Attacks Mozilla CEO’s ‘Glaring Black Mark’ of Traditional Marriage Support

Uh-oh. The newly appointed head of a prominent company did something, six years ago, to signal his support for traditional marriage. Somebody call the thought police!

On Monday, called attention to this horror in an article titled “Mozilla Under Fire for New CEO’s Anti-Gay Past.” The new CEO in question is Brendan Eich, who was Mozilla’s chief technology officer for nine years before the company promoted him last week. MSNBC writer Emma Margolin explained Eich’s “anti-gay past” in the article’s third paragraph:

Though Eich’s professional background could color anyone impressed... his personal background has one, glaring, black mark for a company committed to the principle of equality: Six years ago, Eich donated $1,000 to the campaign for Proposition 8, California’s now-defunct ban on same-sex marriage.

So a campaign donation -- for a ballot initiative nonetheless-- made six years ago qualifies as a “glaring black mark” on Eich’s personal background? This smells like the Chick-fil-A controversy from two years ago, when president and COO Dan Cathy came under fire for his support of traditional marriage.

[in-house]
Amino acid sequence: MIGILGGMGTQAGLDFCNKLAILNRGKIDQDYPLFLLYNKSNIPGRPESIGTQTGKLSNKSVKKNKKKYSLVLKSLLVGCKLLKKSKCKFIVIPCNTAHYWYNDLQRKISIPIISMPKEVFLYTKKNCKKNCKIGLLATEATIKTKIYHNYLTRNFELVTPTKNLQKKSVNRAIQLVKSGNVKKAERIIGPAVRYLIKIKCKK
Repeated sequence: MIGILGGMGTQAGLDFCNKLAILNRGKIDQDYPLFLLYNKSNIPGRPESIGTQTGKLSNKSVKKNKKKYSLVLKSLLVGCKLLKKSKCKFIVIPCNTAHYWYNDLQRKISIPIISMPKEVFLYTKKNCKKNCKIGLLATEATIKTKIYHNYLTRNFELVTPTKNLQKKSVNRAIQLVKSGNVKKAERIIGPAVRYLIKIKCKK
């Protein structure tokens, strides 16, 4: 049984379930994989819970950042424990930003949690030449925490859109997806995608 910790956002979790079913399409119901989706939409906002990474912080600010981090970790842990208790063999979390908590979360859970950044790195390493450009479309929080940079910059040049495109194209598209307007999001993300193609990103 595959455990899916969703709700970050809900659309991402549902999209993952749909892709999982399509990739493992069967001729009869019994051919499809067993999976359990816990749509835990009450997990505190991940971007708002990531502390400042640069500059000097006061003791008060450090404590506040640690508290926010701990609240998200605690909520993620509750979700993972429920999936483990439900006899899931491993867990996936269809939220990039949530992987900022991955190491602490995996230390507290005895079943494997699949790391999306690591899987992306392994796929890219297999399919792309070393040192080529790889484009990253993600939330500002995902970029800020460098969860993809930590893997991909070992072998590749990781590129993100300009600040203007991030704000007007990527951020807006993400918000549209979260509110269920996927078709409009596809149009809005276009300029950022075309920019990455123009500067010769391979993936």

Mozilla is not a company that discriminates against homosexuals. They put out a statement last week saying that they provide “the same level of benefits and advantages to domestic partners as we do to married couples across the United States, even in states where it is not mandated.” Mozilla then published a separate blog post affirming the company’s support for LGBT equality, and Eich took to his personal website to declare his commitment to equal treatment of LGBT individuals at Mozilla.

Margolin acknowledged these things in her article, but she also linked to a petition started by gay rights activists that calls on Eich to, in Margolin’s words, “publicly reverse his anti-gay stance, resign, or be replaced.”

As icing on the cake, the article ended with a poll asking readers, “Will you stop using Mozilla’s Firefox browser?” 

Culture/Society Sexuality Homosexuality Same-sex marriage Brendan Eich Emma Margolin